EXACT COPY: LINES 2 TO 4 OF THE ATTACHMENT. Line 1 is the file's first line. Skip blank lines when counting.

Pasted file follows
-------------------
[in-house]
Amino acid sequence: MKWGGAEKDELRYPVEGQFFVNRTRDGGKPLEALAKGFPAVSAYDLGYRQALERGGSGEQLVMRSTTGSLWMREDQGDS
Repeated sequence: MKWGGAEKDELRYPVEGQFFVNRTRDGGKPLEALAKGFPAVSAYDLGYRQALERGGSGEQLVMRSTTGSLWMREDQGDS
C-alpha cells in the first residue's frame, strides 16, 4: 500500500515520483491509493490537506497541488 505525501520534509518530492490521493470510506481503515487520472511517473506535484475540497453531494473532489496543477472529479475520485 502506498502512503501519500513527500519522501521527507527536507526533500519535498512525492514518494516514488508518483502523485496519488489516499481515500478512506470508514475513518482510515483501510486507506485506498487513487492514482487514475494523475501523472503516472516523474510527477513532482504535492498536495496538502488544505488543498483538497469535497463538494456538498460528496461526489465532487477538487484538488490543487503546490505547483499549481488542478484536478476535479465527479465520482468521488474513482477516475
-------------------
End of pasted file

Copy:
Amino acid sequence: MKWGGAEKDELRYPVEGQFFVNRTRDGGKPLEALAKGFPAVSAYDLGYRQALERGGSGEQLVMRSTTGSLWMREDQGDS
Repeated sequence: MKWGGAEKDELRYPVEGQFFVNRTRDGGKPLEALAKGFPAVSAYDLGYRQALERGGSGEQLVMRSTTGSLWMREDQGDS
C-alpha cells in the first residue's frame, strides 16, 4: 500500500515520483491509493490537506497541488 505525501520534509518530492490521493470510506481503515487520472511517473506535484475540497453531494473532489496543477472529479475520485 502506498502512503501519500513527500519522501521527507527536507526533500519535498512525492514518494516514488508518483502523485496519488489516499481515500478512506470508514475513518482510515483501510486507506485506498487513487492514482487514475494523475501523472503516472516523474510527477513532482504535492498536495496538502488544505488543498483538497469535497463538494456538498460528496461526489465532487477538487484538488490543487503546490505547483499549481488542478484536478476535479465527479465520482468521488474513482477516475